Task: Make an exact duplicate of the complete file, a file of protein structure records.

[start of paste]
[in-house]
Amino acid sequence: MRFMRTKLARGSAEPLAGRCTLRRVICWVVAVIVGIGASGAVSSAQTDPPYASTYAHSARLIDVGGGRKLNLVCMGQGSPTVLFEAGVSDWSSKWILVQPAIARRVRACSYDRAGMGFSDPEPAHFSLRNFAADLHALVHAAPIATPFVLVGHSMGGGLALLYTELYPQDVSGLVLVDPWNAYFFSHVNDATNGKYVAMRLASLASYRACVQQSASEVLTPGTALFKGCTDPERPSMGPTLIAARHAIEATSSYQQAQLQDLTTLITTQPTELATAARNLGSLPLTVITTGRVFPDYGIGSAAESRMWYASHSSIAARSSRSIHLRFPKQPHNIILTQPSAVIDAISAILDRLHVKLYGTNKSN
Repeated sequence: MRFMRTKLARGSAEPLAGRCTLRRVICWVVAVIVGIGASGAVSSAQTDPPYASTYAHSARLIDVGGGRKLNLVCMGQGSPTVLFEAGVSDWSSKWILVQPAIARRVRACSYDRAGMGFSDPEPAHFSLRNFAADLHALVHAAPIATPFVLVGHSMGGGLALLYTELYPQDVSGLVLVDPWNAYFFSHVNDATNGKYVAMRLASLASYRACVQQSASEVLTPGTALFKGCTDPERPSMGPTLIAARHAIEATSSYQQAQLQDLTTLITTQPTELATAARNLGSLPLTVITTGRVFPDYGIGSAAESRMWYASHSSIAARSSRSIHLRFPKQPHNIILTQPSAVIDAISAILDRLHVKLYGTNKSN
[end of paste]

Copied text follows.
[in-house]
Amino acid sequence: MRFMRTKLARGSAEPLAGRCTLRRVICWVVAVIVGIGASGAVSSAQTDPPYASTYAHSARLIDVGGGRKLNLVCMGQGSPTVLFEAGVSDWSSKWILVQPAIARRVRACSYDRAGMGFSDPEPAHFSLRNFAADLHALVHAAPIATPFVLVGHSMGGGLALLYTELYPQDVSGLVLVDPWNAYFFSHVNDATNGKYVAMRLASLASYRACVQQSASEVLTPGTALFKGCTDPERPSMGPTLIAARHAIEATSSYQQAQLQDLTTLITTQPTELATAARNLGSLPLTVITTGRVFPDYGIGSAAESRMWYASHSSIAARSSRSIHLRFPKQPHNIILTQPSAVIDAISAILDRLHVKLYGTNKSN
Repeated sequence: MRFMRTKLARGSAEPLAGRCTLRRVICWVVAVIVGIGASGAVSSAQTDPPYASTYAHSARLIDVGGGRKLNLVCMGQGSPTVLFEAGVSDWSSKWILVQPAIARRVRACSYDRAGMGFSDPEPAHFSLRNFAADLHALVHAAPIATPFVLVGHSMGGGLALLYTELYPQDVSGLVLVDPWNAYFFSHVNDATNGKYVAMRLASLASYRACVQQSASEVLTPGTALFKGCTDPERPSMGPTLIAARHAIEATSSYQQAQLQDLTTLITTQPTELATAARNLGSLPLTVITTGRVFPDYGIGSAAESRMWYASHSSIAARSSRSIHLRFPKQPHNIILTQPSAVIDAISAILDRLHVKLYGTNKSN